CLINICAL THYROIDOLOGY FOR PATIENTS
A publication of the American Thyroid Association
Table of Contents
Welcome to our 6th year of Clinical Thyroidology for Patients, bringing to you, the patient, the most up-to-date, cutting edge thyroid research. What you read here as research studies will likely become the accepted practice in the future. Clinical Thyroidology for Patients is published on a monthly basis and includes summaries of research studies that were discussed in a recent issue of Clinical Thyroidology, a publication of the American Thyroid Association for physicians. This means that you, the patients, are getting the latest information on thyroid research and treatment almost as soon as your physicians.
We will be providing even faster updates of late-breaking thyroid news through Twitter at @thyroidfriends and on Facebook. Our goal is to provide you with the tools to be the most informed thyroid patient in the waiting room. Please feel free to submit questions as well as suggestions as to how we can better serve thyroid patients.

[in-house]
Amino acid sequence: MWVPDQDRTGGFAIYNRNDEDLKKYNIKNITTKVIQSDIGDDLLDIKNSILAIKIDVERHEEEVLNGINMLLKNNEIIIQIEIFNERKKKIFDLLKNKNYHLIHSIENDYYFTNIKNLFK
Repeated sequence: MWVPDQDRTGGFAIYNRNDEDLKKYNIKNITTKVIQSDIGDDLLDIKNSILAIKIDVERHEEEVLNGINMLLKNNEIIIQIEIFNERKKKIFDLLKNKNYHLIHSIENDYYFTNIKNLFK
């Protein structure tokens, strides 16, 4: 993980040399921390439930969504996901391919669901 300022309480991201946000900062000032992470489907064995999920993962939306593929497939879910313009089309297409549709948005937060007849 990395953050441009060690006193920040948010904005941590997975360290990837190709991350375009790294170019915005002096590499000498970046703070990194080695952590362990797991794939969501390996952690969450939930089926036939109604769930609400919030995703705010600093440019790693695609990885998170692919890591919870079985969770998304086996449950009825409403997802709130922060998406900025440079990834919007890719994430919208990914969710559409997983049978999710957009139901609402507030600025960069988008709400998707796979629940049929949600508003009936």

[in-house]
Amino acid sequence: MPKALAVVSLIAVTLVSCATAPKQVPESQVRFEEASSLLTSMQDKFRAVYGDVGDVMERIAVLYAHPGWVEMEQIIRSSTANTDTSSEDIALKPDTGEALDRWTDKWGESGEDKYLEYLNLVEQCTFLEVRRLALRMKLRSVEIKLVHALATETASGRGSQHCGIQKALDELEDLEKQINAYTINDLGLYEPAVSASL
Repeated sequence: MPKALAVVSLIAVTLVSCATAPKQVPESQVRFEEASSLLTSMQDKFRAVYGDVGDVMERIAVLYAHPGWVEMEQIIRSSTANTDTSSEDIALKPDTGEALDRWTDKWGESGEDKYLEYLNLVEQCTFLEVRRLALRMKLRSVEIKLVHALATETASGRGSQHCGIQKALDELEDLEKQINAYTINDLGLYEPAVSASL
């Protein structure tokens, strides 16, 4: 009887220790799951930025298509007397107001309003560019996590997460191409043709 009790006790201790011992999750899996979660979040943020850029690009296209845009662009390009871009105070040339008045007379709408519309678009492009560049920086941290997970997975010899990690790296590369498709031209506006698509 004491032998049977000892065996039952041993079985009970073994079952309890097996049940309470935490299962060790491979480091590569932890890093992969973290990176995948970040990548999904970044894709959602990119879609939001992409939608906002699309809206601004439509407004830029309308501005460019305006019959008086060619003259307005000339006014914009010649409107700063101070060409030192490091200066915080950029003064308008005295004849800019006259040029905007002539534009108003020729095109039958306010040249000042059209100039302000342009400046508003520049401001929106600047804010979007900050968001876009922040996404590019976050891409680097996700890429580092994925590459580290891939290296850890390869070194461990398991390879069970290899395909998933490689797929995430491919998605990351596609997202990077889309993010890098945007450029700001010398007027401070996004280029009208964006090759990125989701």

The Calendar of Events highlights educational forums and support groups that are organized around the country by members of the Alliance for Thyroid Patient Education. The Alliance member groups consist of: the American Thyroid Association, the Graves’ Disease and Thyroid Foundation, the Light of Life Foundation, ThyCa: Thyroid Cancer Survivors Association, Thyroid Cancer Canada, and Thyroid Federation International.
In this issue, the studies ask the following questions:
- Does untreated subclinical hypothyroidism lead to heart disease in the elderly?
- Should thyroid scans still be used in investigating thyroid nodules?
- Does the Bethesda classification for thyroid biopsies lead to effective management of thyroid nodules?
- How often does surgical lobectomy lead to hypothyroidism?
- Can PTH levels help predict the need for calcium supplementation after thyroid surgery?
We welcome your feedback and suggestions. Let us know what you want to see in this publication. I hope you find these summaries interesting and informative.
— Alan P. Farwell, MD